Victoria Hall, beautiful and stately, was officially opened in 1860 by the Prince of Wales, the future King Edward VII. The hall is regarded as one of Ontario’s great treasures, as a noble edifice and the centre of public activity. The area was first cleared by Loyalists in the late 1700s, and grew quickly to become a hub for commerce and education. By the early 1900s, its location on Lake Ontario made it a popular spot for Americans to vacation and build opulent summer homes. Many of the grand homes still stand, and the tourism tradition continues!
It’s a world away experience…close to home.
Free guided tours of Victoria Hall are offered daily in July and August.
You can also explore the rich history and architecture with a free guided tour of the heritage district and waterfront on Fridays, Saturdays and Sundays in July and August. Or embark on your own self-guided tour of the historically-designated buildings in town.
Sifton-Cook Heritage Centre tells the story of Cobourg’s military service and railroad boom times. Visit the exhibit hall, a restored limestone building known as the Barracks, one of the oldest in town, and an accompanying vintage workman’s cottage. Open May to mid-October.
Your next stay at one of our heritage inns will give you the best of the elegant past and plush modern comforts. The Woodlawn Inn, built in 1835, was originally home to town leader Ebenezer Perry. Many of the architectural details are still preserved, like the dramatic Regency-style entrance. The Della Casa family has run the inn since its 1988 restoration, and the award-winning dining room (and 3,000-bottle wine cellar) has hosted the celebrations of several generations of returning clientele. Dinner theatre and live jazz nights are also a draw.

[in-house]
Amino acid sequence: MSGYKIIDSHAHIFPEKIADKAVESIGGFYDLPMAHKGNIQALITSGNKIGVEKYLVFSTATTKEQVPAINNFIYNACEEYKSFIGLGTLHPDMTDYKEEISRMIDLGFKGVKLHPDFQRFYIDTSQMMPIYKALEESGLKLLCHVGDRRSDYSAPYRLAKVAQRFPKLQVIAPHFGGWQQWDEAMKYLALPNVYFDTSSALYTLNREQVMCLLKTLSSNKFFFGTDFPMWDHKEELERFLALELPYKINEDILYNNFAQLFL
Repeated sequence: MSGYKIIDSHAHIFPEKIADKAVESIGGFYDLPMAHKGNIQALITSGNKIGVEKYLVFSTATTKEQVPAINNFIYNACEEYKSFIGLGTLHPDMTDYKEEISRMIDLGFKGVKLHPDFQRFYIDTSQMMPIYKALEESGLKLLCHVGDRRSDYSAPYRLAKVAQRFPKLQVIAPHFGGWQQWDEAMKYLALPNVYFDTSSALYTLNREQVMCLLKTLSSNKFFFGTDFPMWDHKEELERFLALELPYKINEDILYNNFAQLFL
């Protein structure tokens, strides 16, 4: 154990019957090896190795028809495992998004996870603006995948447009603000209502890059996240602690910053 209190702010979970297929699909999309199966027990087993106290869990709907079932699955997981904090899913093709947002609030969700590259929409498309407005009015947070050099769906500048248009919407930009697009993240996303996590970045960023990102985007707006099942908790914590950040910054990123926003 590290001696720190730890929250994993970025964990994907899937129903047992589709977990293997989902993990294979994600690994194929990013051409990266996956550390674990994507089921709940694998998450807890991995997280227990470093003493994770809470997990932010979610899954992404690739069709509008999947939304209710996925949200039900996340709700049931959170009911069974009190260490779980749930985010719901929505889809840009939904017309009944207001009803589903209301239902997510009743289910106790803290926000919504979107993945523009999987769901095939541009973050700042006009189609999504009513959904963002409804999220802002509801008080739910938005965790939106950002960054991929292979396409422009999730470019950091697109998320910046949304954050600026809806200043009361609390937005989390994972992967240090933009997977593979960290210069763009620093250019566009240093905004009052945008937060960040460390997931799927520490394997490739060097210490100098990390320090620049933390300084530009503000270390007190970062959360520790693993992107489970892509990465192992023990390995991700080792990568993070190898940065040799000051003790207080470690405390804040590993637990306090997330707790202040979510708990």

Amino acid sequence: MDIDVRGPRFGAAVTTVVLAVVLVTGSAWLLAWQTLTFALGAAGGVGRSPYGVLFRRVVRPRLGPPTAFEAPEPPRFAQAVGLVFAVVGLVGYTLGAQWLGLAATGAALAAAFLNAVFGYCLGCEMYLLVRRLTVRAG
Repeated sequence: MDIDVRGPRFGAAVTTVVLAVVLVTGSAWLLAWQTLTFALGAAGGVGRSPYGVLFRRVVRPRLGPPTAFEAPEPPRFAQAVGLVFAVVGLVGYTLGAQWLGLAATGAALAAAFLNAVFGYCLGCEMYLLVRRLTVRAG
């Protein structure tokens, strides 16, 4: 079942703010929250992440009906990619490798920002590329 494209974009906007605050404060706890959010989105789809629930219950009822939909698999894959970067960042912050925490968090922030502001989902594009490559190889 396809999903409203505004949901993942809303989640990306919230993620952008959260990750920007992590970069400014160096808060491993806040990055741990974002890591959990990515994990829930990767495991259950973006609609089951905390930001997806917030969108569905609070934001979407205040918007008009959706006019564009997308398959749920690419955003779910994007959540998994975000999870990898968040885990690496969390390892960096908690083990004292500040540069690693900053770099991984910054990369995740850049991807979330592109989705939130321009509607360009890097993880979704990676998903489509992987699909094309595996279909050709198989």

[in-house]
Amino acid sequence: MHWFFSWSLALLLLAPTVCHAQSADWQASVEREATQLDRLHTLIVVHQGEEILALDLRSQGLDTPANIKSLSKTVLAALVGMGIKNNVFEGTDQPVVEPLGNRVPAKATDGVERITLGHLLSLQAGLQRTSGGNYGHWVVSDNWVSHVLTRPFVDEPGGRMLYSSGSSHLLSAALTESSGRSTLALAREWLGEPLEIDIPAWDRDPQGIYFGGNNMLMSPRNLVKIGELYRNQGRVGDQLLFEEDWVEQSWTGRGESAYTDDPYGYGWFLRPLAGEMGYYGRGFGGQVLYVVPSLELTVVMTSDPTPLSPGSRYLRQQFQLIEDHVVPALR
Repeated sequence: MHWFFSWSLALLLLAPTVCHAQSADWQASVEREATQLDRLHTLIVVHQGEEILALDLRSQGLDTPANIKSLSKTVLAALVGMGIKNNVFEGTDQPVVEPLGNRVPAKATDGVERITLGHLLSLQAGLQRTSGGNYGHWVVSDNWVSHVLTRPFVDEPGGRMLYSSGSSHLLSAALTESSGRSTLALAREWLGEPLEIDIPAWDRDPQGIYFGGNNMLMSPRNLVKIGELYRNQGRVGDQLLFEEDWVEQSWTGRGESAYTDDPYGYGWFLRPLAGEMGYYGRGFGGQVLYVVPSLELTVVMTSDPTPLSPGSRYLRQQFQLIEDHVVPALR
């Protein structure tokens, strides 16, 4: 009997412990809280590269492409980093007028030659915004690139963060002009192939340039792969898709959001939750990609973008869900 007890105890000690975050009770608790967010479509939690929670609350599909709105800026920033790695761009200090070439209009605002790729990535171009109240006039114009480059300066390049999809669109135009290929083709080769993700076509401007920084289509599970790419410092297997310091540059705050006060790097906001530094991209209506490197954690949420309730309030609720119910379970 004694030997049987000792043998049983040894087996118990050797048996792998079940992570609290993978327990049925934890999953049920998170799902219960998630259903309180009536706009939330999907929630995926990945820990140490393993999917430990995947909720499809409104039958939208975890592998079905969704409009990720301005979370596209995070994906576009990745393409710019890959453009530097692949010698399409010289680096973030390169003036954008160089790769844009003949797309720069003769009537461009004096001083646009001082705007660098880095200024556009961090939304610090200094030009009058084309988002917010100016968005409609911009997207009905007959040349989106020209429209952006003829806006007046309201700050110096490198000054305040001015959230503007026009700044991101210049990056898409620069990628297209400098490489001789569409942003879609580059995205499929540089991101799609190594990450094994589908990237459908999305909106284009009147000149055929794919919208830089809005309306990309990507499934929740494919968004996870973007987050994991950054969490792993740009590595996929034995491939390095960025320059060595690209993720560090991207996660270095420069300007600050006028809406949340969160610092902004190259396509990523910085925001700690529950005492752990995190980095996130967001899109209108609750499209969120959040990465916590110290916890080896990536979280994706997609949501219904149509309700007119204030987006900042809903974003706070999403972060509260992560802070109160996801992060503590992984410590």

“I have a real rapport with my guests,” says Stephen Della Casa, also an accredited sommelier. “It’s about making people happy…Cobourg is unique, it’s not cookie-cutter, with the water, the rolling hills, the greenery. You can have a great experience in a very special part of Ontario.”
MacKecknie House Bed and Breakfast was the dream home built by a woolen mill operator Stuart Mackecknie in the Greek Revival style. The beautiful mansion, with its high ceilings and equally high windows, reportedly housed Scottish artillery in the 1860s. Host and professional caterer, Cathryn Thompson, is renowned for her gourmet breakfasts and “very strong, very very fresh” coffee! Private cooking classes available, along with prized culinary secrets.